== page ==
Marine predators follow mathematician’s theory to hunt prey
In a new research, a team of scientists has found that marine predators hunting randomly spaced prey do not themselves move randomly, in order to hunt efficiently, thus following a French mathematician’s theory.
Washington: In a new research, a team of scientists has found that marine predators hunting randomly spaced prey do not themselves move randomly, in order to hunt efficiently, thus following a French mathematician’s theory.
According to a report in Natural History Magazine, the research has been done by David W Sims of the Marine Biological Association in Plymouth, England, and colleagues.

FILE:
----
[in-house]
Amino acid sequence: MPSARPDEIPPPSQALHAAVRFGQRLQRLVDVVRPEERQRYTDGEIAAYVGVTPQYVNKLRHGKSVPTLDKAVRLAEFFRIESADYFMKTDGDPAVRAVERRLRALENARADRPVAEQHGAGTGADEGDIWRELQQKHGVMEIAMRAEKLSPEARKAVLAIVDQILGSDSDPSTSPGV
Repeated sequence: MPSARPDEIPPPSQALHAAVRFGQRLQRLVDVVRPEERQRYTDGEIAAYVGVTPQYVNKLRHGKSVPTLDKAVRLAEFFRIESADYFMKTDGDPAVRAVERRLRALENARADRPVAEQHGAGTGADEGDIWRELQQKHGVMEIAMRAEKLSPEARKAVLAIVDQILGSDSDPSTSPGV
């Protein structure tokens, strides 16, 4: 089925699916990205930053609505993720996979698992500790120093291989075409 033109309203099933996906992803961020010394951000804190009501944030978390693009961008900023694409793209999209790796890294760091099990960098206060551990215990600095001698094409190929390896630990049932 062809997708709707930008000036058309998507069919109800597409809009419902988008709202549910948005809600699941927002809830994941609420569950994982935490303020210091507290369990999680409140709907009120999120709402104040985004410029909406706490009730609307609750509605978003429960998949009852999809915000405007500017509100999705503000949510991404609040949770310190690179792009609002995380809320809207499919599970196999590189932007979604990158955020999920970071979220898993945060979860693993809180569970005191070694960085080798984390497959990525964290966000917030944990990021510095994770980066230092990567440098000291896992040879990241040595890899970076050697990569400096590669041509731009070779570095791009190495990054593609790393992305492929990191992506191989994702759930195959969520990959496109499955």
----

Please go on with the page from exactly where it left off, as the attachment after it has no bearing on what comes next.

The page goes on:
For an efficient hunting strategy, the researchers recommend the “Levy walk,” which involves alternating clusters of short moves with much larger jumps—a pattern formulated by the late French mathematician Paul Pierre Levy.
Reasoning that Levy walks, often conceived as a series of horizontal moves, could also apply to aquatic predators hunting for prey at various depths, Sims’s team attached depth recorders to the bodies of thirty-one marine foragers from seven species.
The data revealed that basking sharks, bigeye tuna, Atlantic cod, leatherback turtles, and Magellanic penguins swim up and down in the water column according to a Levy pattern.
Two other species—small-spotted catsharks and southern elephant seals—do not.
An analysis of how swarms of krill and zooplankton change depth through time, combined with computer simulations of the movements and distributions of predators and prey, also confirmed that “Levy dives” beat purely random searches.
Although five adult basking sharks followed a Levy pattern, one juvenile that the team tracked for seven months did not, so according to Sims, Levy searches can also be learned.